19th European Meeting of Cultural Journals held in London

Friend and foe. Shared space, divided society

The 19th European Meeting of Cultural Journals


As a historical centre of global transit and lately a target of terrorist attacks, London was the appropriate location for a conference entitled “Friend and foe. Shared space, divided society”. Speakers at the 19th European Meeting of Cultural Journals opened up the discussion on cultural diversity in two directions: first, as it is experienced in the physical urban space, and second, as it is reflected in the mirror of the media. Texts based on papers are now being published in Eurozine.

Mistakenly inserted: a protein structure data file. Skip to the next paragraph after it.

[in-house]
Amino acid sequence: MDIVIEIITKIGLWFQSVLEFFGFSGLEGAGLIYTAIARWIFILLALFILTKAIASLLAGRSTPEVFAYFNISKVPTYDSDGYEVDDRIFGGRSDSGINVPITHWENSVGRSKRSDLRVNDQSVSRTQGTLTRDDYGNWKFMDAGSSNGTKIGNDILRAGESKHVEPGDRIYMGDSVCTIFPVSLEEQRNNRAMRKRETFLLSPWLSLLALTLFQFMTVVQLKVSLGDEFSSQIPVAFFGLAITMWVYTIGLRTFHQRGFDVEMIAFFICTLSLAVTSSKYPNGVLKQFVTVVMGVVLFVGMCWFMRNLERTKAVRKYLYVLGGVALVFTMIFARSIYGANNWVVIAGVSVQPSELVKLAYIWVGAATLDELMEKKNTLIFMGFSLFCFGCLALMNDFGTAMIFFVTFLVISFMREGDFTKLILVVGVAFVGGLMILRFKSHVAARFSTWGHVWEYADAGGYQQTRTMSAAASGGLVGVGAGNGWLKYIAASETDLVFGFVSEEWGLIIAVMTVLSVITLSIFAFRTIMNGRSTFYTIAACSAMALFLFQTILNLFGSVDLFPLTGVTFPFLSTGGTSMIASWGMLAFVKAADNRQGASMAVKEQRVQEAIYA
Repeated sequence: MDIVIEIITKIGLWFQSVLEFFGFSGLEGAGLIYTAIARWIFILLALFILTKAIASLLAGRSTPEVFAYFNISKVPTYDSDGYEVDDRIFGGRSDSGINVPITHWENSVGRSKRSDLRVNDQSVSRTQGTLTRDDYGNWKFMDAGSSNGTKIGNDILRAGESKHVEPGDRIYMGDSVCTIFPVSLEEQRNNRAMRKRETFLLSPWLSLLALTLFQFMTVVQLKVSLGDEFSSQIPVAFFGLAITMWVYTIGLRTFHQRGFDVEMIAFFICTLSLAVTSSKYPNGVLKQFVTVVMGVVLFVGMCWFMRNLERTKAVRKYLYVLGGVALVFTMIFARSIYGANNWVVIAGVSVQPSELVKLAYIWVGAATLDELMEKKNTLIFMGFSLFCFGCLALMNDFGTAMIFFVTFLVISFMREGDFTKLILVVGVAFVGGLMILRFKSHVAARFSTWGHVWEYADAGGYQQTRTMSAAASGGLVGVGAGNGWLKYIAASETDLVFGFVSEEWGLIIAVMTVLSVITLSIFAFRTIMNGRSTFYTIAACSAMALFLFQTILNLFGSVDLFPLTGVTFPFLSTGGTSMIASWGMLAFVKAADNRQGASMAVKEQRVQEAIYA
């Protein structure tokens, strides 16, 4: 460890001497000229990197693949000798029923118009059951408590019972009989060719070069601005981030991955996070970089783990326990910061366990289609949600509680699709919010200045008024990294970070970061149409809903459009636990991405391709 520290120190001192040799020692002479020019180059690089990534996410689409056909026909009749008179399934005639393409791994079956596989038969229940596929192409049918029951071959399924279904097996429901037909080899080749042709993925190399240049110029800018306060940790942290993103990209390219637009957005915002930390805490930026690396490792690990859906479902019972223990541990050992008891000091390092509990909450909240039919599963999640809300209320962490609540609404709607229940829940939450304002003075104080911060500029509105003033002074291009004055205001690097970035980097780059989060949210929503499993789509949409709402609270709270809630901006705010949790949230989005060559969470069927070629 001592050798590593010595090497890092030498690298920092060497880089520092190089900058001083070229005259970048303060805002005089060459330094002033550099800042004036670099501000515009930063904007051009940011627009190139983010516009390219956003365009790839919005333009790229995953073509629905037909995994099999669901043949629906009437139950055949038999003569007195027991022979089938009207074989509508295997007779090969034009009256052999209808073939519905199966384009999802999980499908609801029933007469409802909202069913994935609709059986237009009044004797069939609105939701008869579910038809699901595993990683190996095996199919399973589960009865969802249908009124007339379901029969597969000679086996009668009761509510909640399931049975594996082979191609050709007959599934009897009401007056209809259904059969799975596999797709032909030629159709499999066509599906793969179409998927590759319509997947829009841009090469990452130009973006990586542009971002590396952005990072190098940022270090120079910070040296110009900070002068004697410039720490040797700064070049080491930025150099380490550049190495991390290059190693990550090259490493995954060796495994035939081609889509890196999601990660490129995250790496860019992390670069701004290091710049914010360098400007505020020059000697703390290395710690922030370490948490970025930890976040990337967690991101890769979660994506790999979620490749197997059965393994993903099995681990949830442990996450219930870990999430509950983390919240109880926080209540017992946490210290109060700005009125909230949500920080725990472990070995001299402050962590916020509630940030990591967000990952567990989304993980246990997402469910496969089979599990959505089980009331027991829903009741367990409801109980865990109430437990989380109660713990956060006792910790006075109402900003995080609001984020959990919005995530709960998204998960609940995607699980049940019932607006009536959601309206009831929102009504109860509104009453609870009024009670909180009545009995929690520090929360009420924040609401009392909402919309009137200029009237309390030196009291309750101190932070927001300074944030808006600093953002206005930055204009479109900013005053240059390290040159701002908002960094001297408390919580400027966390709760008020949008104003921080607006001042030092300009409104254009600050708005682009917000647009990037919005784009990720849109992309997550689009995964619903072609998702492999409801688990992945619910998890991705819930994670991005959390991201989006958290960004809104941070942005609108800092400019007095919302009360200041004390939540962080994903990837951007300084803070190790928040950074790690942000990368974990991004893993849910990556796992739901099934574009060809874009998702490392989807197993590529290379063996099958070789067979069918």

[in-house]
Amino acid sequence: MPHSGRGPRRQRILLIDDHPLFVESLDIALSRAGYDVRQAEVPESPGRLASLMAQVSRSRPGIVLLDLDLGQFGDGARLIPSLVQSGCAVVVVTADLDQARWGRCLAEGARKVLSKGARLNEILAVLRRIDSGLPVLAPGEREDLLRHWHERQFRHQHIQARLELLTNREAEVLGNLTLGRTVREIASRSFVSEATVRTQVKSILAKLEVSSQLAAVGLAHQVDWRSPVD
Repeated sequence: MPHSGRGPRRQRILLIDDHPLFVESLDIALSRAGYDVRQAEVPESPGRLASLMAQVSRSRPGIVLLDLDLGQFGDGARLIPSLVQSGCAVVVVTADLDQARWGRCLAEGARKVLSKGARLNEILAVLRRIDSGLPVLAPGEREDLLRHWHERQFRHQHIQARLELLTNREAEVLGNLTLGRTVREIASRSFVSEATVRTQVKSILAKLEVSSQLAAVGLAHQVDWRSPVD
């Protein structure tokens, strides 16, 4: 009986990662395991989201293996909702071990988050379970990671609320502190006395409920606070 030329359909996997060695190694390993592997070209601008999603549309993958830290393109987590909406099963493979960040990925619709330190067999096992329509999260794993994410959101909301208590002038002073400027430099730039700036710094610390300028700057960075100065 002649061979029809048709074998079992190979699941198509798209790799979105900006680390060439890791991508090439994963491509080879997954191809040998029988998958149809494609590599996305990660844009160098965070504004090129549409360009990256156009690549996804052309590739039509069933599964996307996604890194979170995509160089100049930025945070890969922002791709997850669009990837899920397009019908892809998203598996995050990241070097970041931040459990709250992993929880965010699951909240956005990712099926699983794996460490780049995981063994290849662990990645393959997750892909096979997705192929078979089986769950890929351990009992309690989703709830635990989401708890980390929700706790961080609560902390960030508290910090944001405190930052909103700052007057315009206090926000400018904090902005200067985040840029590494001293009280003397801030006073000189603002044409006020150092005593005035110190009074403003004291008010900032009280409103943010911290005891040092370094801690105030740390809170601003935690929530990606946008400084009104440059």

The meeting’s grand opening took place in the imperial rooms of the Austrian embassy. Kenan Malik turned his keynote address into a radical defence of free speech that led to a heated discussion throughout the conference. In the name of “tolerance” and “respect”, said Malik, liberals tend to hold that while free speech is good, speech must necessarily be less free in a plural society. This argument turns the notion of respect on its head, he said. It is precisely because we do live in a plural society that we need the fullest possible extension of free speech. The irony of multiculturalism as a political process is that it undermines much of what is valuable about diversity as lived experience.

Parallel lives. Cultural diversity and inequality in the urban space